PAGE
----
3. That, notwithstanding the husband's offer to set aside the United States custody order and re-open the case there and to pay all the wife's costs and expenses in travelling to and attending the United States court, the High Court when requested to exercise its undoubted jurisdiction under the Act of 1964, should not decline to do so merely because a court in another country might be asked to exercise a similar jurisdiction.

Cases mentioned in this report:—

D. (A.D.) v. D. (P.J.) (Unreported, High Court, Blayney J., 7th February, 1986).

Kent County Council v. C.S. [1984] I.L.R.M. 292.

In re Marriage of Nasica 758 Pacific Reporter (2nd) 240.

Northhampton County Council v. A.B.F. and M.B.F. [1982] I.L.R.M. 164.

W. v. W. [1978] I.L.R.M. 119.

Special summons.

The facts are summarised in the headnote and fully set out in the judgment of Costello J., post.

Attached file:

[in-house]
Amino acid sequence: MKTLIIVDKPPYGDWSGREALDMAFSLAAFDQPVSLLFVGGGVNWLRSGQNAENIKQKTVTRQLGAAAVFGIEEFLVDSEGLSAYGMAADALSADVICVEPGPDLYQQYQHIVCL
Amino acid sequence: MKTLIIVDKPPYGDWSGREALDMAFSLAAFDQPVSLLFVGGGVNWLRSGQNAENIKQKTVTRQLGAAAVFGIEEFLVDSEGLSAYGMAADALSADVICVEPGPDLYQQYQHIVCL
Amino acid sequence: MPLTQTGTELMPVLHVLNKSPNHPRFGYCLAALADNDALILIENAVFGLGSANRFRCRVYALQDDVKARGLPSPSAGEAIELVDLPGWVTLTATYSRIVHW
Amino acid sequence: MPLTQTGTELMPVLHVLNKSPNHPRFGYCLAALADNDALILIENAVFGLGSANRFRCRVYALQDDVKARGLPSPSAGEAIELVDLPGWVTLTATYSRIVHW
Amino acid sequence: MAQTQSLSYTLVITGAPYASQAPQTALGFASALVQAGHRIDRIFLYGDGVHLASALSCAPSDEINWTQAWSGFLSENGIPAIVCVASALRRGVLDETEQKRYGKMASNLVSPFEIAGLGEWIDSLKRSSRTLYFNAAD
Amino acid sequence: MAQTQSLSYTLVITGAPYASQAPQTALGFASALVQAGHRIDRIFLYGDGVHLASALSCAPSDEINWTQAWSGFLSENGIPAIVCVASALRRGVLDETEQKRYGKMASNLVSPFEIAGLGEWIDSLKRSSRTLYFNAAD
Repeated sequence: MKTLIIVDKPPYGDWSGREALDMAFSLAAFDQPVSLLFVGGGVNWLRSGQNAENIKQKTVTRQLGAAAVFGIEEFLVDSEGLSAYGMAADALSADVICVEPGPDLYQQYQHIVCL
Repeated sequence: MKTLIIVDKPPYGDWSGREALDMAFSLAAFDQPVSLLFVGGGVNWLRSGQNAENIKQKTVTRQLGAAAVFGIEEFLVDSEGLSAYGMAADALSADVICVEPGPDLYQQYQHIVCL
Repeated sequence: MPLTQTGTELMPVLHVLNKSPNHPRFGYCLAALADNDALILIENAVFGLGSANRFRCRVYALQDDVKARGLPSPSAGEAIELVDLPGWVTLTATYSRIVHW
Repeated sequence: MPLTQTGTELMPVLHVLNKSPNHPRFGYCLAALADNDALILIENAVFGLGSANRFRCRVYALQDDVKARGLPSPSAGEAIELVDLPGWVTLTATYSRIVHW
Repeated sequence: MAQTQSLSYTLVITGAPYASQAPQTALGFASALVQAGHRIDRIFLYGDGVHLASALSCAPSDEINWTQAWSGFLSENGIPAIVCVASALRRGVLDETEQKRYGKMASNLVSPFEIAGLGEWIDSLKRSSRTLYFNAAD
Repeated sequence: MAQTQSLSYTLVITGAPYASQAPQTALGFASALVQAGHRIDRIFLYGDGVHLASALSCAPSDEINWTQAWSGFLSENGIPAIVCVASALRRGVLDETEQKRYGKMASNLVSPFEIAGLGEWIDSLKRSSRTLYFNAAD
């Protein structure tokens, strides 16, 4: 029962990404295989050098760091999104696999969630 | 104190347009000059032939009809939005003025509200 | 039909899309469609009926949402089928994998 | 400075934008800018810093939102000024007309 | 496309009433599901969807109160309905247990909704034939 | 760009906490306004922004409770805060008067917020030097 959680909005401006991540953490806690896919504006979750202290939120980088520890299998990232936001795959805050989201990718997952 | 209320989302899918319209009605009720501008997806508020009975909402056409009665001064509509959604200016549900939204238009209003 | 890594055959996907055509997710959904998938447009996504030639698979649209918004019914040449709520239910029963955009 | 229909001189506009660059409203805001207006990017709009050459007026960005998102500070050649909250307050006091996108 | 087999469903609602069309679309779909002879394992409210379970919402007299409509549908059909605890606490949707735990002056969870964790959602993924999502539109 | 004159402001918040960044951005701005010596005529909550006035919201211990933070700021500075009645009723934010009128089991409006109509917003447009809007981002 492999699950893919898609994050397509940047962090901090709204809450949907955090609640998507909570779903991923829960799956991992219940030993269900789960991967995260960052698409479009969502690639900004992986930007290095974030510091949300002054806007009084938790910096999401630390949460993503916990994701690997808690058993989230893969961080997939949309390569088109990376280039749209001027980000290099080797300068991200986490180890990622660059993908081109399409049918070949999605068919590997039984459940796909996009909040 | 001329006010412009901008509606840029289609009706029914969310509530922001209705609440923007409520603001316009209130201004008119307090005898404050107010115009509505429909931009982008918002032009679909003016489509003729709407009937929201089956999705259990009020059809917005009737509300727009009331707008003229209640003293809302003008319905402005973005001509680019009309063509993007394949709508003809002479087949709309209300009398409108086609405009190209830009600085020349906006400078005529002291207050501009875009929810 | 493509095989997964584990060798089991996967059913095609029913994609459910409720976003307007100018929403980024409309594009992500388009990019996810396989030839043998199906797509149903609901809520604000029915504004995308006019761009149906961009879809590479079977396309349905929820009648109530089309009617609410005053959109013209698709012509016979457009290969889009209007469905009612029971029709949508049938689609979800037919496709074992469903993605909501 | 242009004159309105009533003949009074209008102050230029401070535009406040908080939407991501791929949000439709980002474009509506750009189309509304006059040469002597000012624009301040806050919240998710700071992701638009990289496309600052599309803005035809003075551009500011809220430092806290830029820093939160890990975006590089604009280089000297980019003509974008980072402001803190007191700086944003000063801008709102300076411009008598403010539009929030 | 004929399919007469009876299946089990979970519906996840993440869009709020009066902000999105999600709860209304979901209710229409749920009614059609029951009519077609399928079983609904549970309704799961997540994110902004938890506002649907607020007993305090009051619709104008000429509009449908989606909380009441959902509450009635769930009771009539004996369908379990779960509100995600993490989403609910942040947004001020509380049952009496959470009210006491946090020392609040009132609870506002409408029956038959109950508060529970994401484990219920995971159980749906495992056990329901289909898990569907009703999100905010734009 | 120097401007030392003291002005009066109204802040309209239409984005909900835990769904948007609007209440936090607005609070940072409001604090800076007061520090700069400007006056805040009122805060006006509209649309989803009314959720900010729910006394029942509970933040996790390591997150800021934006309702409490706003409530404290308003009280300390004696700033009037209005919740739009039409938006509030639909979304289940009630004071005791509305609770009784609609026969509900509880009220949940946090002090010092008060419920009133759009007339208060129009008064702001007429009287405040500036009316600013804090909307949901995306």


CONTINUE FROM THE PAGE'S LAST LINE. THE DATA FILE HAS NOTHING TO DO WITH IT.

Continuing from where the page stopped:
By special summons issued on the 27th August, 1991, the plaintiff sought:—

  • (1) an order under s. 11 of the Guardianship of Infants Act, 1964, granting her sole custody of the minors S. and D.;

  • (2) an order restraining the defendant his servants or agents or anyone having notice of the orders from removing the minors from the jurisdiction of the High Court of Ireland;

  • (3) directions;

  • (4) such interim or interlocutory relief as might be required.

On the 26th August, 1991, the High Court (Morris J.) on the plaintiff's ex parte motion grounded on her affidavit sworn on the same day granted an order under O. 11, r. 1 (g) and (i) of the Rules of the Superior Courts, 1986, to the plaintiff for liberty to serve notice of an originating special summons by...